counsel and stated that he had reviewed his copy and there
did not appear to be an issue with skipping. During the
hearing, the agent stated that he played the video, but he
did not pay close attention to it. He did not look at the
specific time that he was informed that the video skipped,
and he was multi-tasking while watching it, so he did not
notice the missing 49 minutes. The agent made a copy of the
video and provided it to the government on a flash drive who
then provided it to defense counsel.
government stated in its April 30 email to defense counsel
that the agent checked the original and that it did not skip.
Later that day, the government emailed defense counsel (and
carbon copied the agent on the email) stating that the
government was going to pick up the flash drive with the
copied interview. The government also stated in this email
that the agent had verified that the whole interview was on
the flash drive. Furthermore, the government stated that the
agent was willing to watch the video with defense counsel
should there be any additional problems.
14, 2018, several weeks after being provided the video,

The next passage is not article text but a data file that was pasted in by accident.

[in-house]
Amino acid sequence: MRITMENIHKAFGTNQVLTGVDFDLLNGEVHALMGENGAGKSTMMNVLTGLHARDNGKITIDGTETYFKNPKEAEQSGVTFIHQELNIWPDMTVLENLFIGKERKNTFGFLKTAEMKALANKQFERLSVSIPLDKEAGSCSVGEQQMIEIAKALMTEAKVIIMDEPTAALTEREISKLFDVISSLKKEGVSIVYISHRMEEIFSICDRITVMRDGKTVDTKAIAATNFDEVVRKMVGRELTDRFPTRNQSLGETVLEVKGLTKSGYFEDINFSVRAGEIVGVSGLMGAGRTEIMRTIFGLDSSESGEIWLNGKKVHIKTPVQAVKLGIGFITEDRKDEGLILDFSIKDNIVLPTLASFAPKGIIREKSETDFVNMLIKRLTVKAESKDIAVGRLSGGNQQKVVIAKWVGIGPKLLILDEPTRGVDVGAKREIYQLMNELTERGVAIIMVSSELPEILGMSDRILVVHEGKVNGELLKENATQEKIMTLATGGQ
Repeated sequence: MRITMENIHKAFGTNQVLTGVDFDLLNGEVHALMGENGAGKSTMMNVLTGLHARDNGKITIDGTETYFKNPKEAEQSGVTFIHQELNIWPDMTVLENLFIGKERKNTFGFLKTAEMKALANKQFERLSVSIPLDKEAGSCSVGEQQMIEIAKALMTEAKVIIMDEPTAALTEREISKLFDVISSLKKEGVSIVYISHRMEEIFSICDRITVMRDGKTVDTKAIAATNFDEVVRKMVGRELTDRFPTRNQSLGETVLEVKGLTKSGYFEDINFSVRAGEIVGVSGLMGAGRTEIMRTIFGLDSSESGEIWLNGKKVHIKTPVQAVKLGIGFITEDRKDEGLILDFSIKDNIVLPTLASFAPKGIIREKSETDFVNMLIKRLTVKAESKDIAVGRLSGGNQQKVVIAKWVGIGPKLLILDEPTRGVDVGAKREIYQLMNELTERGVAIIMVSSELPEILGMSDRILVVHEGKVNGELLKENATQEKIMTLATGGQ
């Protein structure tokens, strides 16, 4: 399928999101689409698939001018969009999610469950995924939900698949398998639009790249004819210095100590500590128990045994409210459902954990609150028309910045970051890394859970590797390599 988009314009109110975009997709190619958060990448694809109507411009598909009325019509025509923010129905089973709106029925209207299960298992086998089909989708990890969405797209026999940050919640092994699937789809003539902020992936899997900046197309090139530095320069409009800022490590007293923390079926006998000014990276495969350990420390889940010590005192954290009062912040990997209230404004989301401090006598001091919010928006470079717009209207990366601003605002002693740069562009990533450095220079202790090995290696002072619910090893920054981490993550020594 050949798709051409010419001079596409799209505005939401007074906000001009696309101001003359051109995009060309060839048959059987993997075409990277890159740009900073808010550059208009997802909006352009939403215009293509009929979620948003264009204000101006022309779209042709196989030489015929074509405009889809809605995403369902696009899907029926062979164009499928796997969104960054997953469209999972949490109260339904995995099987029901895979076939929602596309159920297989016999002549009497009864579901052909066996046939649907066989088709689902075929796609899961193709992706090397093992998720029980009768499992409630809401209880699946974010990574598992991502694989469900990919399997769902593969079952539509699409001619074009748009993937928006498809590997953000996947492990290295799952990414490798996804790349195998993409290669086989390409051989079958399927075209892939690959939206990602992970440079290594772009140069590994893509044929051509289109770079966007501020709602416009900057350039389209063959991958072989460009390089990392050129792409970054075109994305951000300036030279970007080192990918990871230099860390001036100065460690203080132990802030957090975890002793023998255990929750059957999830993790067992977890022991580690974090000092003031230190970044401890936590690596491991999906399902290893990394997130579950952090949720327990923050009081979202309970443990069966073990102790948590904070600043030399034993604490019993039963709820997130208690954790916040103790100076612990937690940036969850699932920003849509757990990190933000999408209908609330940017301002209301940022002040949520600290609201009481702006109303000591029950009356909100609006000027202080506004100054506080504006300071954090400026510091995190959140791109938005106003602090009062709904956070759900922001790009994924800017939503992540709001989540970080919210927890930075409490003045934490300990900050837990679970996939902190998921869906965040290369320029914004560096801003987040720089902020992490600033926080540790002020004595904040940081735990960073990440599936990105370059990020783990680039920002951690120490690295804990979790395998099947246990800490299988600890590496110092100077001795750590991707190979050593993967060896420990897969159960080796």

defense counsel contacted the government for a third time
stating that 49 minutes of audio and video was missing in the
middle of the recording. On this date, the government noticed
that the “skip gaps during playback” function had
been activated. Once Agent Velazaco was made aware of this
function, he reviewed his disk and found that his copy also
did not contain the 49 minutes of audio and video and only
contained eight minutes of the approximate hour-long
17, 2018, Agent Velazco contacted the government and defense
noting that his video had the same time gap on it. He also
stated that he had contacted the CAC but did not believe that
there would be a complete copy of the video available. After
Agent Velazco verified that the CAC did not retain any
additional data, Agent Velazco prepared an additional report
based on his recollection of the November 1, 2017, interview.
14, 2018, defense counsel contacted the government to request
a third continuance. The government objected to this request.
Defendant requested a continuance but did not state that
there were any discovery problems.
13, 2018, the Court held a hearing on Defendant's request
for continuance. During this hearing, the parties brought up
the issue with the video. The Court ...